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Profile of Denis

Learning from failure: Agility as a driver for motivation

K+S internally, Denis was awarded for agility. Get to know our colleague a little from corporate development better and find out what agility means to him, why it is a motivating corporate value, and what the sketch paper method is all about.

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In the dictionary, the words mobile and nimble are used to describe agile. Denis can identify with this description: “For me, agility means achieving results quickly and creatively.” The 22 year old from Northern Hesse usually only needs a piece of paper and a pen. “It's not about having a perfect solution. It's about developing presentable prototypes from initial ideas very quickly,” he says.

Denis has been with K+S since 2016. He started with a dual IT program. After graduating, he continued his studies at the Innolab in Kassel. Today he works in the Business Development unit in the Agriculture customer segment. Together with his colleagues, he develops new distribution channels and business fields based on digital technologies. His agile way of working benefits him. 

“It's super exciting to introduce digital applications in a mining company,” says Denis, “Digitalization combined with agility gives me the opportunity to think completely openly and broadly.” This out-of-the-box thinking means questioning known limitations and constraints. 

Agility is thinking like a start-up, even in a complex organization: out-of-the-box thinking.”
Denis
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He and his colleagues have shown that this works by developing an approach for a K+S web store. The app will be used to sell products, offer services, and exchange knowledge. All of this in the European environment. A prototype already exists. The agile approach: question existing workflows, increase efficiency, and create value. The app was developed and programed in house; no costs arose in the process. “From the very beginning, we involved the ITSC and, because of the international approach, we jointly overcame language barriers and quickly presented the results with a prototype. Now, we’re testing it together with our customers,” smiles Denis. 

Being close to customers is particularly important to him. “Many companies fail because they think they know what their customers think and need,” he says. “Agility requires approaching the customer without preconceived opinions and solutions. It means asking about needs and problems while working closely with the customer in order to work out solutions together.” Solutions with which, however, one can also fail, even have to fail. Because this is another characteristic of agile working and Denis' motto: Fail fast, fail often.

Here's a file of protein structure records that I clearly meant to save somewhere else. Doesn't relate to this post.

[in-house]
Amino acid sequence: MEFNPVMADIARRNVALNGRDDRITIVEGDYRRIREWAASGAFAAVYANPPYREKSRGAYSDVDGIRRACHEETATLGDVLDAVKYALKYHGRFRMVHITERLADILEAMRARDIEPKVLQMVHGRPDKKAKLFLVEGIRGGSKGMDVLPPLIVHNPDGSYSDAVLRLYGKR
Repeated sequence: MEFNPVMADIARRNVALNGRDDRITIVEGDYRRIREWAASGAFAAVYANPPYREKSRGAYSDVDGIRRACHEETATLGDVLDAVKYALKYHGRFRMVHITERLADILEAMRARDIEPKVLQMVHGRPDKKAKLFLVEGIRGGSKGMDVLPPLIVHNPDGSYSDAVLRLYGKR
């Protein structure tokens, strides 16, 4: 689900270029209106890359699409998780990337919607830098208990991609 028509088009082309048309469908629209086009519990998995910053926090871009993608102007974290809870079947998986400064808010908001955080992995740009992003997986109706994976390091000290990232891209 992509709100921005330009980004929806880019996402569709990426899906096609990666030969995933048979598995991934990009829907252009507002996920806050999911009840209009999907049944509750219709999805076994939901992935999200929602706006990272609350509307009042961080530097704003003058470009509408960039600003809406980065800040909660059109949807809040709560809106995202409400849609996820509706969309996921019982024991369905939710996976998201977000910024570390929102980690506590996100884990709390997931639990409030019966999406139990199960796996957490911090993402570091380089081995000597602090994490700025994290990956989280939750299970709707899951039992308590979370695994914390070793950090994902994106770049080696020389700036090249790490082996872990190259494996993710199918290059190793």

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“Many companies fail because they think they know what their customers think and need,” says Denis.

“For me, failure is part of agile work and is important for product development,” he says. “It is like this: Thanks to our very close customer relations, I receive excellent feedback very early on and without too much effort which helps me move on quickly.” At the beginning of the development, there are only vague assumptions about the market, the products, and the customer. “These assumptions have to be confirmed or refuted. Even simple interviews, for example via Teams or Skype, help me do this. With the solid feedback I get, I can continue working on target and it increases my knowledge of my customer's needs.” He incorporates the interview results directly into his prototype, adapts it, develops it more, and talks to the customer again. And this sketch paper method is done right up to the final, customer-oriented product.

Knowing agility as one of our values is a great motivator. In a competitive environment with rapidly changing and unpredictable customer requirements, it is impossible to imagine working without agility,” says Denis.
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